A 2018 study in the journal Tobacco Control found that 63 percent of young people who used JUUL e-cigarettes didn’t know that all JUUL products contain nicotine.
“All JUUL e-cigarettes have a high level of nicotine,” the CDC reports. “According to the manufacturer, a single JUUL pod contains as much nicotine as a pack of 20 regular cigarettes.”
“All JUUL e-cigarettes have a high level of nicotine. According to the manufacturer, a single JUUL pod contains as much nicotine as a pack of 20 regular cigarettes.”
In 2019, researchers at Stanford University wrote in Tobacco Control that JUUL’s introduction touched off a “nicotine arms race” among e-cigarette makers to cram the most nicotine they can into their products.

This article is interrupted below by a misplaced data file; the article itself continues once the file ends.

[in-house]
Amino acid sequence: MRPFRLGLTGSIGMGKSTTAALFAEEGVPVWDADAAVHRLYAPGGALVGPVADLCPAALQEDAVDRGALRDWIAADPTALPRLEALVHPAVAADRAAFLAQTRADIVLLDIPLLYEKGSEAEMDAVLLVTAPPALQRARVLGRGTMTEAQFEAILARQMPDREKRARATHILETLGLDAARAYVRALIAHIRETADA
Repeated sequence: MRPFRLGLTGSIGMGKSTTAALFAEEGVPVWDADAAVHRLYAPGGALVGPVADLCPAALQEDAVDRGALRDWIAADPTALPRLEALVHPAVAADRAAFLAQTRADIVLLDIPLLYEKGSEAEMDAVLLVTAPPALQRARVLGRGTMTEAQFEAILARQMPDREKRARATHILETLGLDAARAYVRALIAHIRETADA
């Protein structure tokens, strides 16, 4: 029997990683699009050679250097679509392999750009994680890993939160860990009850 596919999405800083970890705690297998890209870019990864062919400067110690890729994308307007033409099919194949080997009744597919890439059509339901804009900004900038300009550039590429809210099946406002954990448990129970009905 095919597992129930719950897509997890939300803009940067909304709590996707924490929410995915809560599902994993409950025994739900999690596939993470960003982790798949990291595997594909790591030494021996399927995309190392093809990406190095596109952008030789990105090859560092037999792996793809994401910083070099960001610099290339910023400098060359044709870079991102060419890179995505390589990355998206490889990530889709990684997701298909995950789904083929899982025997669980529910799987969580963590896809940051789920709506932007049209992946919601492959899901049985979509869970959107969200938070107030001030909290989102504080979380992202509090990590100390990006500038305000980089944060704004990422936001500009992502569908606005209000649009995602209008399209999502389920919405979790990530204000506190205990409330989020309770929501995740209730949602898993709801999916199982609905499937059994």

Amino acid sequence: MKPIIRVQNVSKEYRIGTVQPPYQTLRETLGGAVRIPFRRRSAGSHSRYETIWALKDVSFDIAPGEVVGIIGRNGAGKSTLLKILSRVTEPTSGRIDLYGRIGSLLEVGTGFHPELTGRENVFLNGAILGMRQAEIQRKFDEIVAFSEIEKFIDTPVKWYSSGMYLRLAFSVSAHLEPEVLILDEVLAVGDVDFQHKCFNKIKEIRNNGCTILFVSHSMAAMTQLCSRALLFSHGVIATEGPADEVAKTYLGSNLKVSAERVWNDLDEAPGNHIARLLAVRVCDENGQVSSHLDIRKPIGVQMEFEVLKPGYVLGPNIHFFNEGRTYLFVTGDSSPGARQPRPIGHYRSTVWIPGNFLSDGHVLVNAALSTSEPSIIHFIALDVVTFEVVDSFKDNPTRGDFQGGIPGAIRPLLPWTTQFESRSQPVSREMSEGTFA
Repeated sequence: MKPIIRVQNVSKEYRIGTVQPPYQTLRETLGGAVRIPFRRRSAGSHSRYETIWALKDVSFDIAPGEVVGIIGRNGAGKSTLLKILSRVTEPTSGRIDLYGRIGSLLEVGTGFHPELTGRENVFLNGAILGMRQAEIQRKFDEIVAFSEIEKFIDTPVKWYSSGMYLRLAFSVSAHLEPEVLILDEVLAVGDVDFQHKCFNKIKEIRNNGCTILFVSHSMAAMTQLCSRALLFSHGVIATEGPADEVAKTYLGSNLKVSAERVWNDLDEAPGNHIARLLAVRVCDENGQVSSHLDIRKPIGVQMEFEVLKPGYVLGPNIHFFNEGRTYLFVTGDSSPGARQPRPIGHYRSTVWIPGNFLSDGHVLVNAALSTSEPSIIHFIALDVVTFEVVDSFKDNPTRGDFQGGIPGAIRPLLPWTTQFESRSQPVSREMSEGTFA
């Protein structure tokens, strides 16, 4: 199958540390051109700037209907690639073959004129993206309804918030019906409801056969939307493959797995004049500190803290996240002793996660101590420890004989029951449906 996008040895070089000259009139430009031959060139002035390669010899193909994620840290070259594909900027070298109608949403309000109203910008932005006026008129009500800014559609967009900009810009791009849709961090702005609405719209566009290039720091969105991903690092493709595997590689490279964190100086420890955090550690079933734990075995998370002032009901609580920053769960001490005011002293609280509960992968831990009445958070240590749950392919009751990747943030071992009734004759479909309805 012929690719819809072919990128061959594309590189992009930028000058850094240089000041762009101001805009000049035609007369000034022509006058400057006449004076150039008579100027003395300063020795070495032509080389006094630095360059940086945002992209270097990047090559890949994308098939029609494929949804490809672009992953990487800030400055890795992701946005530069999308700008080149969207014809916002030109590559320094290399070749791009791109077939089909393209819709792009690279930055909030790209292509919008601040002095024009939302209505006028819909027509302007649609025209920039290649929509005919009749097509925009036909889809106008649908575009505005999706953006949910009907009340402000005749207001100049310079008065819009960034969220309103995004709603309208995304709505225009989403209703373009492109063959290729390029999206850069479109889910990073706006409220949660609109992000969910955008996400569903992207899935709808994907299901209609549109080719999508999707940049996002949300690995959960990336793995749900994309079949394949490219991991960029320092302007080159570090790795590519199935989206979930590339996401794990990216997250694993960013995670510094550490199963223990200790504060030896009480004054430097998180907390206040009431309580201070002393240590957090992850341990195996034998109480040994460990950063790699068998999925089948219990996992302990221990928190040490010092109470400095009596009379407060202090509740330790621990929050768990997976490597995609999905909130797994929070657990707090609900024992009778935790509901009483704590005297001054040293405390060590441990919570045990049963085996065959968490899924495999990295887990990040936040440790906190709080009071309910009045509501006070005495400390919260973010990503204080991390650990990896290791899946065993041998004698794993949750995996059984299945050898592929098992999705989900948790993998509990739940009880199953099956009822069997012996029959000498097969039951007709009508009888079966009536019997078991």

Before JUUL came out, most vaping liquids were only 1 percent to 3 percent nicotine. That may not sound like much, but those 3 percent e-juices were marketed to heavy tobacco users who smoked two packs a day.
When JUUL hit the market in 2015, it came with a 5 percent dose of the chemical. By 2019, other e-cig and e-liquid makers competing with JUUL had ramped up their nicotine content to as high as 7 percent, according to CNN.
Is Vaping Addictive?
The Stanford researchers said nicotine levels that high make e-cig pods “potentially addictive” to teens.
JUUL products use nicotine salts. These allow the user to inhale more nicotine more easily and with less irritation than they could with free-base nicotine that’s traditionally used in tobacco products, including e-cigarettes. The surgeon general warns that this can make it easier for a user to become nicotine dependent.
- Having uncontrollable cravings to vape or smoke
- Feeling anxious or irritable if you can’t vape or smoke